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Java Compared with Other Languages

Java draws on many years of programming experience with other languages in its choice of features. It is worth taking a moment to compare Java at a high level with some other languages, both for the benefit of those of you with other programming experience and for the newcomers who need to put things in context. We do not expect you to have a knowledge of any particular programming language in this book and when we refer to other languages by way of comparison, we hope that the comments are self-explanatory.

At least three pillars are necessary to support a universal programming language today: portability, speed, and security. Figure 1-2 shows how Java compares to a a few of the languages that were popular when it was created.

Programming languages compared

Figure 1-2. Programming languages compared

You may have heard that Java is a lot like C or C++, but that’s really not true except at a superficial level. When you first look at Java code, you’ll see that the basic syntax looks like C or C++. But that’s where the similarities end. Java is by no means a direct descendant of C or a next-generation C++. If you compare language features, you’ll see that Java actually has more in common with highly dynamic languages such as Smalltalk and Lisp. In fact, Java’s implementation is about as far from native C as you can imagine.

If you are familiar with the current language landscape, you will notice that C#, a popular language, is missing from this comparison. C# is largely Microsoft’s answer to Java, admittedly with a number of niceties layered on top. Given their common design goals and approach (e.g., use of a virtual machine, bytecode, sandbox, etc.), the platforms don’t differ substantially in terms of their speed or security characteristics. C# is theoretically as portable as Java, but to date it is supported on far fewer platforms. Like Java, C# borrows heavily from C syntax but is really a closer relative of the dynamic languages. Most Java developers find it relatively easy to pick up C# and vice versa. The majority of time spent moving from one to the other is learning the standard library.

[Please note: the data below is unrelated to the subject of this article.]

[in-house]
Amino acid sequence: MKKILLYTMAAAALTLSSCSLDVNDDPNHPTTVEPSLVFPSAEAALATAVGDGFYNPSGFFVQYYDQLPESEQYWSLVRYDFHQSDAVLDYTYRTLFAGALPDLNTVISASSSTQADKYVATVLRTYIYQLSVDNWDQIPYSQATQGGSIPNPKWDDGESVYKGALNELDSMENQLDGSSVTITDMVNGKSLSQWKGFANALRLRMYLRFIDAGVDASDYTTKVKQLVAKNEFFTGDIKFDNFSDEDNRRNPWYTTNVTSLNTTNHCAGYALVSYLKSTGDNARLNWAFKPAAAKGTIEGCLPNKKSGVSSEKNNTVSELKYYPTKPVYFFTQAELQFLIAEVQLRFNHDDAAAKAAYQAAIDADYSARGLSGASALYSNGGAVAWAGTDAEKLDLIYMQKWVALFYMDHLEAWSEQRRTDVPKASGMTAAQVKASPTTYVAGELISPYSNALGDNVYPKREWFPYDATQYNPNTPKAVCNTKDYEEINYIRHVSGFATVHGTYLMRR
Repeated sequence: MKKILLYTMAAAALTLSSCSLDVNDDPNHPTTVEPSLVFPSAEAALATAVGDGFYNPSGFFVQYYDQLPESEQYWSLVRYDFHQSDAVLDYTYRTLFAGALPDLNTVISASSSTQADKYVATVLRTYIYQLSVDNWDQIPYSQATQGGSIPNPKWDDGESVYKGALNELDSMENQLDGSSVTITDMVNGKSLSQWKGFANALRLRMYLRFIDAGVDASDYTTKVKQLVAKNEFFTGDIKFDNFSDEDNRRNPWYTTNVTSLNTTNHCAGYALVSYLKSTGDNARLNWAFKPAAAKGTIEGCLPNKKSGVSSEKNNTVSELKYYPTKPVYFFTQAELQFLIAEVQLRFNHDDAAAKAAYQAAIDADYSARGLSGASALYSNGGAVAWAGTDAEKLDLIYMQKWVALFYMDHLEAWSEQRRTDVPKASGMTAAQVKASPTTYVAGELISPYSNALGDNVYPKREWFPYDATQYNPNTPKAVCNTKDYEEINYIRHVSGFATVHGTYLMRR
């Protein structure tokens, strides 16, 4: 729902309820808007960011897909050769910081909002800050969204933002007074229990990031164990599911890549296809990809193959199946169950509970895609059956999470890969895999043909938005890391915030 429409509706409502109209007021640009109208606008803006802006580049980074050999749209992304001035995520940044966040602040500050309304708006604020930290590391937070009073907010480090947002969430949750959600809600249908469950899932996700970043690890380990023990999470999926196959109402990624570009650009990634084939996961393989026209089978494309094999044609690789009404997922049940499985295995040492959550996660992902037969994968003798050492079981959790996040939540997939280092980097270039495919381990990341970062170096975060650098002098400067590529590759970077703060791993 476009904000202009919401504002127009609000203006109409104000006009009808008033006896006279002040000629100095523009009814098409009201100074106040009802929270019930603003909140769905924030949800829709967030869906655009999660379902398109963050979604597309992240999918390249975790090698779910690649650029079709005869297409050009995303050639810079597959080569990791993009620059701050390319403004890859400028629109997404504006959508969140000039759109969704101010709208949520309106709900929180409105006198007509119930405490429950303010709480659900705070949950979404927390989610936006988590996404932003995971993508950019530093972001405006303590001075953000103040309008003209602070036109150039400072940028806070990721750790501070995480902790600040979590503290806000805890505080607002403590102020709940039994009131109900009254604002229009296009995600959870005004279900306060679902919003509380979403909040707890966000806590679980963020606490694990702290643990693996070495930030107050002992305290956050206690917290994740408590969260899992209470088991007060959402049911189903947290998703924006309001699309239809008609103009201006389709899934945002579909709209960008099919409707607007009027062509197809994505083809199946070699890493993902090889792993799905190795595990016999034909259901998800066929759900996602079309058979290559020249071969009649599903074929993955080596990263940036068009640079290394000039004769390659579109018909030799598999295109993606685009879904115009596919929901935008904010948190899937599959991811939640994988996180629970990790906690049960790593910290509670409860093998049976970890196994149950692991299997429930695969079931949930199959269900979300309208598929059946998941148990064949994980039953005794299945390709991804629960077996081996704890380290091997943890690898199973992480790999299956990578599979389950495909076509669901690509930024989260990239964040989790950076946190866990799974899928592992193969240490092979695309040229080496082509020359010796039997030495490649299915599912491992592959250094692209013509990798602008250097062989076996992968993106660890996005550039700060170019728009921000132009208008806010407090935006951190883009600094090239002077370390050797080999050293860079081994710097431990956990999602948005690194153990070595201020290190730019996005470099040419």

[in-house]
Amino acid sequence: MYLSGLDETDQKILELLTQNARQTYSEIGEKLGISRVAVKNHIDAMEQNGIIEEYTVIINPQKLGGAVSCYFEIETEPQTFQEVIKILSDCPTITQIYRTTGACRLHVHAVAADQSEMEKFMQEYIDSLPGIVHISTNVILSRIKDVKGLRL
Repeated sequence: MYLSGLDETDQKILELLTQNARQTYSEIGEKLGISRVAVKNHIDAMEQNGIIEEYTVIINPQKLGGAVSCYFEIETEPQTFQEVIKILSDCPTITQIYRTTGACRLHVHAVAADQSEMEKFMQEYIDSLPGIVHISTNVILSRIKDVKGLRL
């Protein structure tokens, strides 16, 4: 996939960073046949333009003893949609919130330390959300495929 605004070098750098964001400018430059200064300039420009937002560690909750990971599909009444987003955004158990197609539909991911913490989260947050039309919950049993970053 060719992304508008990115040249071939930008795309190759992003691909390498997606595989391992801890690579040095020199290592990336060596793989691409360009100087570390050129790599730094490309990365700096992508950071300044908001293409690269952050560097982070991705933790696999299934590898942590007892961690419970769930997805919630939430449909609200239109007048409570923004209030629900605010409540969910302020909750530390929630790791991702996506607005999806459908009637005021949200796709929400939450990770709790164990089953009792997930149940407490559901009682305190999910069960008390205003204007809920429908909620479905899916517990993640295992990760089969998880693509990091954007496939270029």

The surface-level similarities to these languages are worth noting, however. Java borrows heavily from C and C++ syntax, so you’ll see terse language constructs, including an abundance of curly braces and semicolons. Java subscribes to the C philosophy that a good language should be compact; in other words, it should be sufficiently small and regular so a programmer can hold all the language’s capabilities in his or her head at once. Just as C is extensible with libraries, packages of Java classes can be added to the core language components to extend its vocabulary.

C has been successful because it provides a reasonably feature-packed programming environment, with high performance and an acceptable degree of portability. Java also tries to balance functionality, speed, and portability, but it does so in a very different way. C trades functionality for portability; Java initially traded speed for portability. Java also addresses security issues that C does not (although in modern systems many of those concerns are now addressed in the operating system and hardware).

In the early days before JIT and adaptive compilation, Java was slower than statically compiled languages and there was a constant refrain from detractors that it would never catch up. But as we described in the previous section, Java’s performance is now comparable to C or C++ for equivalent tasks and those criticisms have generally fallen quiet. ID Software’s open source Quake2 video game engine has been ported to Java. If Java is fast enough for first-person combat video games, it’s certainly fast enough for business applications.

Scripting languages such as Perl, Python, and Ruby are very popular. There’s no reason a scripting language can’t be suitable for safe, networked applications. But most scripting languages are not well suited for serious, large-scale programming. The attraction to scripting languages is that they are dynamic; they are powerful tools for rapid development. Some scripting languages such as Perl also provide powerful tools for text-processing tasks that more general-purpose languages find unwieldy. Scripting languages are also highly portable, albeit at the source code level.